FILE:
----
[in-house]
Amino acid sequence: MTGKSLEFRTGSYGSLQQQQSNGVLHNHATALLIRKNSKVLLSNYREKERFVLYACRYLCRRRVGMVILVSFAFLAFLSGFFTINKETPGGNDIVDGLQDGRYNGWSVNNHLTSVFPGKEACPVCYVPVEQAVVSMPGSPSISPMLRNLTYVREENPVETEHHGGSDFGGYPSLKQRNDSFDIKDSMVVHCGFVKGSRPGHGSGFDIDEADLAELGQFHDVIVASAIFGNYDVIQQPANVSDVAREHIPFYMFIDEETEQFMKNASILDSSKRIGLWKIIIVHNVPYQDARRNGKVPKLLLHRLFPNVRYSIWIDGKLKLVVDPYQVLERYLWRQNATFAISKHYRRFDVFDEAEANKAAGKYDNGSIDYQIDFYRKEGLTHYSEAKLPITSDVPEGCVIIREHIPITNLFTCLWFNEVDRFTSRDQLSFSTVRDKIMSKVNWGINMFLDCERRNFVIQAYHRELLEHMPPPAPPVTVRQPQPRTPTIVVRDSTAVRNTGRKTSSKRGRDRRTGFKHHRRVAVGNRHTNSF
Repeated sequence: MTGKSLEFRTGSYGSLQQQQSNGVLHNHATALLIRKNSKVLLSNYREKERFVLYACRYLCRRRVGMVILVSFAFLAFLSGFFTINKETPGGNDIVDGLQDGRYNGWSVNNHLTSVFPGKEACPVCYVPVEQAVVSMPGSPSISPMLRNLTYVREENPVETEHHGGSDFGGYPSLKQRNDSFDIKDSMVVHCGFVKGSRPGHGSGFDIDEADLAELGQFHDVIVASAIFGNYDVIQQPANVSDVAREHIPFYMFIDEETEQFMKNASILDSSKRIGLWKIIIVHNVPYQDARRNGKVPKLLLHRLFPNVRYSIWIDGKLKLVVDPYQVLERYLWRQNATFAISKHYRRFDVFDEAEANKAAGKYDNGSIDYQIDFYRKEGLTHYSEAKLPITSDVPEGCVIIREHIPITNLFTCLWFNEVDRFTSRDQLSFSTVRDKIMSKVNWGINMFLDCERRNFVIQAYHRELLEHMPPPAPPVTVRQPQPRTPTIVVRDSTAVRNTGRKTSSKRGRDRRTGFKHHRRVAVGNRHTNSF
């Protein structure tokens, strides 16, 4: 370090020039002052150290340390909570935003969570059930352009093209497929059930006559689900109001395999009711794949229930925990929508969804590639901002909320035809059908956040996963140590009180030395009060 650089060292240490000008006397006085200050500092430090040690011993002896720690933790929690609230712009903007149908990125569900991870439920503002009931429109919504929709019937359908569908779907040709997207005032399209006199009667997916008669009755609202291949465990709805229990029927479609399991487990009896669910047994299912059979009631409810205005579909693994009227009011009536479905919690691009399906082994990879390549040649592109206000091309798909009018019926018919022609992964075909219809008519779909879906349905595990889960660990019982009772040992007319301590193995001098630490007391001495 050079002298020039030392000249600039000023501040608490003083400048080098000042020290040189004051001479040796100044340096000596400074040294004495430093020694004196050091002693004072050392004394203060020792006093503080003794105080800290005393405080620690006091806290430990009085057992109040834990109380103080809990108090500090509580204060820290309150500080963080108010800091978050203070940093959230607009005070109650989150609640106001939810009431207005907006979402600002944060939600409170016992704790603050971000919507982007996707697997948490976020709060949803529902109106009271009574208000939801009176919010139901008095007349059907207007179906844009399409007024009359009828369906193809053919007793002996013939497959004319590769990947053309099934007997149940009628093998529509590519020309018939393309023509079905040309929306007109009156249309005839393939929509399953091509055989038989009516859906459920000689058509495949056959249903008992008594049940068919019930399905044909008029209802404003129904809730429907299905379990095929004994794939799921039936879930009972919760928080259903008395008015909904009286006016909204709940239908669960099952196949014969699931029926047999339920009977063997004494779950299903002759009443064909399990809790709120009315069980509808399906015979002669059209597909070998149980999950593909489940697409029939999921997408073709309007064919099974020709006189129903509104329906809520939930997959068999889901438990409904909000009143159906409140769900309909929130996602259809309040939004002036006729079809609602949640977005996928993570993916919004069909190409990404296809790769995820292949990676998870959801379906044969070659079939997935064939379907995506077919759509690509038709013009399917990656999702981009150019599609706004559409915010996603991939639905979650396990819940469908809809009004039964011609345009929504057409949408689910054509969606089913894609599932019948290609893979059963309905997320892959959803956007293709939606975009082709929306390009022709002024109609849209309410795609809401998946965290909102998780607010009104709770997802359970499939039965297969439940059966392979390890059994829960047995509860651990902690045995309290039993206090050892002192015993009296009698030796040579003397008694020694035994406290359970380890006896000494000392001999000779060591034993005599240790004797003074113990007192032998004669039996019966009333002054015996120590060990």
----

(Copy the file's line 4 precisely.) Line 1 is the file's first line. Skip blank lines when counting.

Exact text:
């Protein structure tokens, strides 16, 4: 370090020039002052150290340390909570935003969570059930352009093209497929059930006559689900109001395999009711794949229930925990929508969804590639901002909320035809059908956040996963140590009180030395009060 650089060292240490000008006397006085200050500092430090040690011993002896720690933790929690609230712009903007149908990125569900991870439920503002009931429109919504929709019937359908569908779907040709997207005032399209006199009667997916008669009755609202291949465990709805229990029927479609399991487990009896669910047994299912059979009631409810205005579909693994009227009011009536479905919690691009399906082994990879390549040649592109206000091309798909009018019926018919022609992964075909219809008519779909879906349905595990889960660990019982009772040992007319301590193995001098630490007391001495 050079002298020039030392000249600039000023501040608490003083400048080098000042020290040189004051001479040796100044340096000596400074040294004495430093020694004196050091002693004072050392004394203060020792006093503080003794105080800290005393405080620690006091806290430990009085057992109040834990109380103080809990108090500090509580204060820290309150500080963080108010800091978050203070940093959230607009005070109650989150609640106001939810009431207005907006979402600002944060939600409170016992704790603050971000919507982007996707697997948490976020709060949803529902109106009271009574208000939801009176919010139901008095007349059907207007179906844009399409007024009359009828369906193809053919007793002996013939497959004319590769990947053309099934007997149940009628093998529509590519020309018939393309023509079905040309929306007109009156249309005839393939929509399953091509055989038989009516859906459920000689058509495949056959249903008992008594049940068919019930399905044909008029209802404003129904809730429907299905379990095929004994794939799921039936879930009972919760928080259903008395008015909904009286006016909204709940239908669960099952196949014969699931029926047999339920009977063997004494779950299903002759009443064909399990809790709120009315069980509808399906015979002669059209597909070998149980999950593909489940697409029939999921997408073709309007064919099974020709006189129903509104329906809520939930997959068999889901438990409904909000009143159906409140769900309909929130996602259809309040939004002036006729079809609602949640977005996928993570993916919004069909190409990404296809790769995820292949990676998870959801379906044969070659079939997935064939379907995506077919759509690509038709013009399917990656999702981009150019599609706004559409915010996603991939639905979650396990819940469908809809009004039964011609345009929504057409949408689910054509969606089913894609599932019948290609893979059963309905997320892959959803956007293709939606975009082709929306390009022709002024109609849209309410795609809401998946965290909102998780607010009104709770997802359970499939039965297969439940059966392979390890059994829960047995509860651990902690045995309290039993206090050892002192015993009296009698030796040579003397008694020694035994406290359970380890006896000494000392001999000779060591034993005599240790004797003074113990007192032998004669039996019966009333002054015996120590060990």